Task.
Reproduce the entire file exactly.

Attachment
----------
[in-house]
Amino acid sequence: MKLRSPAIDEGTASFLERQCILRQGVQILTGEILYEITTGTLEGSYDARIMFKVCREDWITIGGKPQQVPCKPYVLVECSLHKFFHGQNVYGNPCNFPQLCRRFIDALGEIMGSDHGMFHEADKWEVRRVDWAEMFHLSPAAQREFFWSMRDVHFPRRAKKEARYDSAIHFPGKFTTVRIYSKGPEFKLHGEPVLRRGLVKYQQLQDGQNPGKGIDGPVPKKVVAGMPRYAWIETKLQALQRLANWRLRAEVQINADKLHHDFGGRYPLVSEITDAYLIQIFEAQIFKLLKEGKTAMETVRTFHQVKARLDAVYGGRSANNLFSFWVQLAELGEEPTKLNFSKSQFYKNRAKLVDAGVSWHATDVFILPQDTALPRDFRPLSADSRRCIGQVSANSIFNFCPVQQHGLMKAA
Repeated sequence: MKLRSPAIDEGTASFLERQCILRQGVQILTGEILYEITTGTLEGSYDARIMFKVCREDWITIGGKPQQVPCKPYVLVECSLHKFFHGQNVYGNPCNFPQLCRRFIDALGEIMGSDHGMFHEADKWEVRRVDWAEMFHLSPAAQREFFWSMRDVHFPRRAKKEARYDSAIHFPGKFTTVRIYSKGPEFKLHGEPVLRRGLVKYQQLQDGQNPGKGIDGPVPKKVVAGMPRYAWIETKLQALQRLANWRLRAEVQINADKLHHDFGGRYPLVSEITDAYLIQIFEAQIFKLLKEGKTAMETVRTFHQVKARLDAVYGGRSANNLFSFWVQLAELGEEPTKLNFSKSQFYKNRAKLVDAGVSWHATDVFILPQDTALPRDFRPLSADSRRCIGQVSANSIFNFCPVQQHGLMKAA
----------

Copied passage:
[in-house]
Amino acid sequence: MKLRSPAIDEGTASFLERQCILRQGVQILTGEILYEITTGTLEGSYDARIMFKVCREDWITIGGKPQQVPCKPYVLVECSLHKFFHGQNVYGNPCNFPQLCRRFIDALGEIMGSDHGMFHEADKWEVRRVDWAEMFHLSPAAQREFFWSMRDVHFPRRAKKEARYDSAIHFPGKFTTVRIYSKGPEFKLHGEPVLRRGLVKYQQLQDGQNPGKGIDGPVPKKVVAGMPRYAWIETKLQALQRLANWRLRAEVQINADKLHHDFGGRYPLVSEITDAYLIQIFEAQIFKLLKEGKTAMETVRTFHQVKARLDAVYGGRSANNLFSFWVQLAELGEEPTKLNFSKSQFYKNRAKLVDAGVSWHATDVFILPQDTALPRDFRPLSADSRRCIGQVSANSIFNFCPVQQHGLMKAA
Repeated sequence: MKLRSPAIDEGTASFLERQCILRQGVQILTGEILYEITTGTLEGSYDARIMFKVCREDWITIGGKPQQVPCKPYVLVECSLHKFFHGQNVYGNPCNFPQLCRRFIDALGEIMGSDHGMFHEADKWEVRRVDWAEMFHLSPAAQREFFWSMRDVHFPRRAKKEARYDSAIHFPGKFTTVRIYSKGPEFKLHGEPVLRRGLVKYQQLQDGQNPGKGIDGPVPKKVVAGMPRYAWIETKLQALQRLANWRLRAEVQINADKLHHDFGGRYPLVSEITDAYLIQIFEAQIFKLLKEGKTAMETVRTFHQVKARLDAVYGGRSANNLFSFWVQLAELGEEPTKLNFSKSQFYKNRAKLVDAGVSWHATDVFILPQDTALPRDFRPLSADSRRCIGQVSANSIFNFCPVQQHGLMKAA